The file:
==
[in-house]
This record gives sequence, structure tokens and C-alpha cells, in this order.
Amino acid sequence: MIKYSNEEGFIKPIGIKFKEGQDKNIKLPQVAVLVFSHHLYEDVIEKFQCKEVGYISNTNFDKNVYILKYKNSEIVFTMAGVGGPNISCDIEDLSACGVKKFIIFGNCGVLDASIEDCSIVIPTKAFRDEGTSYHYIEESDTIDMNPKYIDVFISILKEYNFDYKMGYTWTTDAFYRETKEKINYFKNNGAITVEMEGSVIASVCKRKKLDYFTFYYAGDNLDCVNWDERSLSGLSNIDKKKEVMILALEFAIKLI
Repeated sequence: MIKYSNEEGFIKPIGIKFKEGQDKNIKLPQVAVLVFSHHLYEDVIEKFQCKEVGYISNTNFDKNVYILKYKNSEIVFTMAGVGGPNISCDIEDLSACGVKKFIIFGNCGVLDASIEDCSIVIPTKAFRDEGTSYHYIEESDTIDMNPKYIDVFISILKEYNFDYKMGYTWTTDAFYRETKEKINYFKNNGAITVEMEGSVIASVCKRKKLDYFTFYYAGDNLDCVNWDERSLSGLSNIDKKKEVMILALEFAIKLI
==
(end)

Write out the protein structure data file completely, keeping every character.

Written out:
[in-house]
This record gives sequence, structure tokens and C-alpha cells, in this order.
Amino acid sequence: MIKYSNEEGFIKPIGIKFKEGQDKNIKLPQVAVLVFSHHLYEDVIEKFQCKEVGYISNTNFDKNVYILKYKNSEIVFTMAGVGGPNISCDIEDLSACGVKKFIIFGNCGVLDASIEDCSIVIPTKAFRDEGTSYHYIEESDTIDMNPKYIDVFISILKEYNFDYKMGYTWTTDAFYRETKEKINYFKNNGAITVEMEGSVIASVCKRKKLDYFTFYYAGDNLDCVNWDERSLSGLSNIDKKKEVMILALEFAIKLI
Repeated sequence: MIKYSNEEGFIKPIGIKFKEGQDKNIKLPQVAVLVFSHHLYEDVIEKFQCKEVGYISNTNFDKNVYILKYKNSEIVFTMAGVGGPNISCDIEDLSACGVKKFIIFGNCGVLDASIEDCSIVIPTKAFRDEGTSYHYIEESDTIDMNPKYIDVFISILKEYNFDYKMGYTWTTDAFYRETKEKINYFKNNGAITVEMEGSVIASVCKRKKLDYFTFYYAGDNLDCVNWDERSLSGLSNIDKKKEVMILALEFAIKLI